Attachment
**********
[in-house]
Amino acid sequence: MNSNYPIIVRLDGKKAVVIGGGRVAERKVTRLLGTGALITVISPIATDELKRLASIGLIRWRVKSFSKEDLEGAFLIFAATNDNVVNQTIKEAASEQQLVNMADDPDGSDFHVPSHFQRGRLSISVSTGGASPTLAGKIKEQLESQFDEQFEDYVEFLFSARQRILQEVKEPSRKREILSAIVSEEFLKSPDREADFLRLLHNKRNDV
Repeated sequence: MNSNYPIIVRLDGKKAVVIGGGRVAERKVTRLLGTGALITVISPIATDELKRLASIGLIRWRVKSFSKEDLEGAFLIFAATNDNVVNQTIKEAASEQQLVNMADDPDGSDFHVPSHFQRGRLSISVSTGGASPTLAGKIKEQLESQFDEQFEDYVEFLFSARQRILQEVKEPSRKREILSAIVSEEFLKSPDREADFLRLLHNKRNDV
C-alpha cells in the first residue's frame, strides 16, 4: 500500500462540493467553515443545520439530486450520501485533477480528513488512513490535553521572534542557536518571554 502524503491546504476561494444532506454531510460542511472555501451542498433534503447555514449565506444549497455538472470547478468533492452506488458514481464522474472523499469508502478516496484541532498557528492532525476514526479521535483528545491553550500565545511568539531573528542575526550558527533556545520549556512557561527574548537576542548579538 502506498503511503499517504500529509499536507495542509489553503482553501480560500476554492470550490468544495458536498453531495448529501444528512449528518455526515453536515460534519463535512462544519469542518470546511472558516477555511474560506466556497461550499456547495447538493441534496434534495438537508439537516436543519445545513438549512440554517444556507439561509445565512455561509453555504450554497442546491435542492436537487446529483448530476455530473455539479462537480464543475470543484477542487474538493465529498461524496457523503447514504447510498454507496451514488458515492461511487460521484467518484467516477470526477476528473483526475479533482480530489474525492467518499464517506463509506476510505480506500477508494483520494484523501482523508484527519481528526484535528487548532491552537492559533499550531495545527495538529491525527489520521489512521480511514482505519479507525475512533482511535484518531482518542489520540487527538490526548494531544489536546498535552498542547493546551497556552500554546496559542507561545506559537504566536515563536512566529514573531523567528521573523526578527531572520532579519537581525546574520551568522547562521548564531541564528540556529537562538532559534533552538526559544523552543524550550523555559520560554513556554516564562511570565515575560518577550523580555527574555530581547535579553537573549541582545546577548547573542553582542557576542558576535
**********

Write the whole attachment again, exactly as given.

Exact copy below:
[in-house]
Amino acid sequence: MNSNYPIIVRLDGKKAVVIGGGRVAERKVTRLLGTGALITVISPIATDELKRLASIGLIRWRVKSFSKEDLEGAFLIFAATNDNVVNQTIKEAASEQQLVNMADDPDGSDFHVPSHFQRGRLSISVSTGGASPTLAGKIKEQLESQFDEQFEDYVEFLFSARQRILQEVKEPSRKREILSAIVSEEFLKSPDREADFLRLLHNKRNDV
Repeated sequence: MNSNYPIIVRLDGKKAVVIGGGRVAERKVTRLLGTGALITVISPIATDELKRLASIGLIRWRVKSFSKEDLEGAFLIFAATNDNVVNQTIKEAASEQQLVNMADDPDGSDFHVPSHFQRGRLSISVSTGGASPTLAGKIKEQLESQFDEQFEDYVEFLFSARQRILQEVKEPSRKREILSAIVSEEFLKSPDREADFLRLLHNKRNDV
C-alpha cells in the first residue's frame, strides 16, 4: 500500500462540493467553515443545520439530486450520501485533477480528513488512513490535553521572534542557536518571554 502524503491546504476561494444532506454531510460542511472555501451542498433534503447555514449565506444549497455538472470547478468533492452506488458514481464522474472523499469508502478516496484541532498557528492532525476514526479521535483528545491553550500565545511568539531573528542575526550558527533556545520549556512557561527574548537576542548579538 502506498503511503499517504500529509499536507495542509489553503482553501480560500476554492470550490468544495458536498453531495448529501444528512449528518455526515453536515460534519463535512462544519469542518470546511472558516477555511474560506466556497461550499456547495447538493441534496434534495438537508439537516436543519445545513438549512440554517444556507439561509445565512455561509453555504450554497442546491435542492436537487446529483448530476455530473455539479462537480464543475470543484477542487474538493465529498461524496457523503447514504447510498454507496451514488458515492461511487460521484467518484467516477470526477476528473483526475479533482480530489474525492467518499464517506463509506476510505480506500477508494483520494484523501482523508484527519481528526484535528487548532491552537492559533499550531495545527495538529491525527489520521489512521480511514482505519479507525475512533482511535484518531482518542489520540487527538490526548494531544489536546498535552498542547493546551497556552500554546496559542507561545506559537504566536515563536512566529514573531523567528521573523526578527531572520532579519537581525546574520551568522547562521548564531541564528540556529537562538532559534533552538526559544523552543524550550523555559520560554513556554516564562511570565515575560518577550523580555527574555530581547535579553537573549541582545546577548547573542553582542557576542558576535